Interpreting the new ESA Open Science policy

The Ecological Society of America (ESA) has recently adopted a new Open Science (and Open Data policy):

Read the announcement at:

In general, I think this new policy is great and should go a long way in promoting open data, code, and reproduciblity in Ecology.

The purpose of this blog post is to talk about A) ESA data policy requirements that I view as too prescriptive such that they are too onerous for newcomers or risk becoming outdated as digital services (hopefully) come-and-go and B) requirements that I view as ambiguous such that people may have trouble following them.

My goal is to dissect the former in the hopes that the policy will be flexible and expound on the latter to hopefully bring some clarity. All of this is bearing in mind the difficulty inherent in arriving at the right amount of detail in these types of policy documents without going overboard. I think some ambiguity is unavoidable and I plan to amend this post with more resources so that people can be informed. What follows are merely my opinions as of the writing of this post and I’d love to hear from people where I might be off base.

The relevant text from the policy document is set in quoted blocks under each requirement with emphasis mine

Overprescribed requirements

1. Are graphical point-and-click figure making programs banned?

[Authors must formally archive the original script that generated] every number, every p-value, and every graph [in a given submission]

Despite the policy above, I think it is overly prescriptive to require code for every graph. In my experience, code to create most figures is not particularly novel and I don’t think the intent of this requirement is to ban point-and-click graph making tools like Sigmaplot, Excel, and the like. It is good enough to simply provide the code which produces the csv file used to make a given graph.

2. Do we have to use Zenodo for archiving Github material?

A Zenodo DOI must be obtained for GitHub material to ensure permanency and versioning.

I am fan of Zenodo but I disagree with codifying them as the required Github archival service. There other ways to get a DOI for Github material. For example, Figshare also has Github integration. I would also argue that we shouldn’t be promoting Github by name but that’s a topic for another day.

Ambiguous requirements

3. What is a proprietary data format? Are shapefiles banned?

Data should be provided in non-proprietary, machine-readable formats (e.g., “.csv”).

This is a great part of the policy in my opinion. While the policy gives an example of a non-proprietary format, there are differences in practice between what is technically proprietary and practically proprietary. For example, Access databases and raster ESRI geodatabases require paid software to open and are both technically and practically proprietary. Conversely, shapefiles are technically proprietary but they are not practically proprietary. The format has an open specification so as to not require paid software. Although I recommend using Geopackages rather than Shapefiles because they are technically non-proprietary (see prior post), I think it is OK to use and archive shapefiles.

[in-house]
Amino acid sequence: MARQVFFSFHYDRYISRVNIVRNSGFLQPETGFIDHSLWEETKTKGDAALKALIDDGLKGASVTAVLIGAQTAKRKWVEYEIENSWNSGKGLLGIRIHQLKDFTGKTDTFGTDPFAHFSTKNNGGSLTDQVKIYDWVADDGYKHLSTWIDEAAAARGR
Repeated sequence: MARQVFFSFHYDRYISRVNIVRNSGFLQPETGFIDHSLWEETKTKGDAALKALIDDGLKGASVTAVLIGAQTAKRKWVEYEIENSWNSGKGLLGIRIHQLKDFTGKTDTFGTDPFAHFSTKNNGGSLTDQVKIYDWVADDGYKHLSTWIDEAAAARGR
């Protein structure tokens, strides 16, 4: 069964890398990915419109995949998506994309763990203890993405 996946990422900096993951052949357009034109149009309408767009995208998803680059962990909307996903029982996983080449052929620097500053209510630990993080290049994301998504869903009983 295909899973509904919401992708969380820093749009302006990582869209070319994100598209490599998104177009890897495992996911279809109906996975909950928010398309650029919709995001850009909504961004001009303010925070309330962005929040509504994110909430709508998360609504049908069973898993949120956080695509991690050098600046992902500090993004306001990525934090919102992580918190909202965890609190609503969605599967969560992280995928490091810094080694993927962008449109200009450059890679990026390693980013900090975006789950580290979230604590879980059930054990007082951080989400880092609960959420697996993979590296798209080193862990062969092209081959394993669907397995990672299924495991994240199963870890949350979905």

4. What is and is not novel code?

Archiving of novel code is required for each submission. Code that is not novel (e.g., from a standard statistical package or publicly available model) must only be properly cited and referenced.

This is certainly a worthwhile requirement. However, I feel that it can be difficult to distinguish between what is and is not novel code. My interpretation of the requirement is that if you used a publicly available software package (e.g. an R package on CRAN, even if “non-standard”), you should cite it but you don’t need to archive its source code. In my experience, the biggest challenge to providing code with a paper is corralling disparate coding efforts across large multi-author teams. So, yes, the code your collaborator wrote in an unfamiliar (to you) language to produce one component of the paper counts as novel code. It doesn’t need to be integrated with your code in a single repository but it does need to be archived.

5. What does it mean to archive a derived data product?

Raw data and metadata used to generate tables, figures, plots, videos/animations [is required for each submission]. Derived data products [are required for each submission]. Derived data products constitutes data which are collected from database source(s) and collated and/or processed specific to the current research.

I think the Details sections of the policy does a good job defining raw data. I don’t see a lot of ambiguity there. However, I do see some potential for confusion with the requirement to archive derived data products. As an example, consider a study where elevation data is collected from something like the National Elevation Dataset (NED). My interpretation is that to satisfy the policy you would not need to archive the entire NED or even the entirety of any NED tiles you used in your paper. Because the NED is a very public dataset, you would provide a formal citation reference and details (or code) for data processing steps. Then, if you extracted point measurements from NED tiles, these would be archived as part of your “raw” data product.


I am excited for the future of Open Science. It is great for education and has the potential to at least somewhat puncture the Ivory Tower. One of the sticking points in past Open Science discussions I’ve seen is the question of enforcement. Who will be responsible for telling authors they are required to do the extra work of making their data and code open? Will it be granting agencies, university leadership, journal reviewers? On this point, I was particularly interested to see the promise that “ESA Publications staff will verify data and code archiving is complete before releasing files to the publisher”.